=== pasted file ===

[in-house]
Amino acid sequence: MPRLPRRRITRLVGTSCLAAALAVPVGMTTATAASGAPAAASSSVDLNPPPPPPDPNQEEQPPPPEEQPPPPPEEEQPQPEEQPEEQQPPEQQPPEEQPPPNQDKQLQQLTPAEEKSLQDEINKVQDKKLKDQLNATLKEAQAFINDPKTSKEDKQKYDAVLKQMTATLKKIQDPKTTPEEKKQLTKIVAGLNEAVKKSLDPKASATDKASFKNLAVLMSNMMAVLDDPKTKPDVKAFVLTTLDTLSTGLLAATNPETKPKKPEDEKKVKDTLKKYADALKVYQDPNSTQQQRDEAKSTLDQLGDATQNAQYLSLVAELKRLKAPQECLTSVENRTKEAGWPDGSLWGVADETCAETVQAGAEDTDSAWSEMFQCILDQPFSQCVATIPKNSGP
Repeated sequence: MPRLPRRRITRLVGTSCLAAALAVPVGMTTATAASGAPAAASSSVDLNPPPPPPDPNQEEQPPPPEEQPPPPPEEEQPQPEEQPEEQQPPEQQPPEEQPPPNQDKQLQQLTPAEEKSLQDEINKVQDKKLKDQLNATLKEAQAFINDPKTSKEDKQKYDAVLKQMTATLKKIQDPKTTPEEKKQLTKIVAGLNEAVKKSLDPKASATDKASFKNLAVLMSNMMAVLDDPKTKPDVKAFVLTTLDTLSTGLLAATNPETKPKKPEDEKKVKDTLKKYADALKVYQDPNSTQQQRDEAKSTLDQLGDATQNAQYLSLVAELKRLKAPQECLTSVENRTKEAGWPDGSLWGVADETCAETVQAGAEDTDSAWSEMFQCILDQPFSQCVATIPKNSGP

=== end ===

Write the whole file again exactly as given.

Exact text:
[in-house]
Amino acid sequence: MPRLPRRRITRLVGTSCLAAALAVPVGMTTATAASGAPAAASSSVDLNPPPPPPDPNQEEQPPPPEEQPPPPPEEEQPQPEEQPEEQQPPEQQPPEEQPPPNQDKQLQQLTPAEEKSLQDEINKVQDKKLKDQLNATLKEAQAFINDPKTSKEDKQKYDAVLKQMTATLKKIQDPKTTPEEKKQLTKIVAGLNEAVKKSLDPKASATDKASFKNLAVLMSNMMAVLDDPKTKPDVKAFVLTTLDTLSTGLLAATNPETKPKKPEDEKKVKDTLKKYADALKVYQDPNSTQQQRDEAKSTLDQLGDATQNAQYLSLVAELKRLKAPQECLTSVENRTKEAGWPDGSLWGVADETCAETVQAGAEDTDSAWSEMFQCILDQPFSQCVATIPKNSGP
Repeated sequence: MPRLPRRRITRLVGTSCLAAALAVPVGMTTATAASGAPAAASSSVDLNPPPPPPDPNQEEQPPPPEEQPPPPPEEEQPQPEEQPEEQQPPEQQPPEEQPPPNQDKQLQQLTPAEEKSLQDEINKVQDKKLKDQLNATLKEAQAFINDPKTSKEDKQKYDAVLKQMTATLKKIQDPKTTPEEKKQLTKIVAGLNEAVKKSLDPKASATDKASFKNLAVLMSNMMAVLDDPKTKPDVKAFVLTTLDTLSTGLLAATNPETKPKKPEDEKKVKDTLKKYADALKVYQDPNSTQQQRDEAKSTLDQLGDATQNAQYLSLVAELKRLKAPQECLTSVENRTKEAGWPDGSLWGVADETCAETVQAGAEDTDSAWSEMFQCILDQPFSQCVATIPKNSGP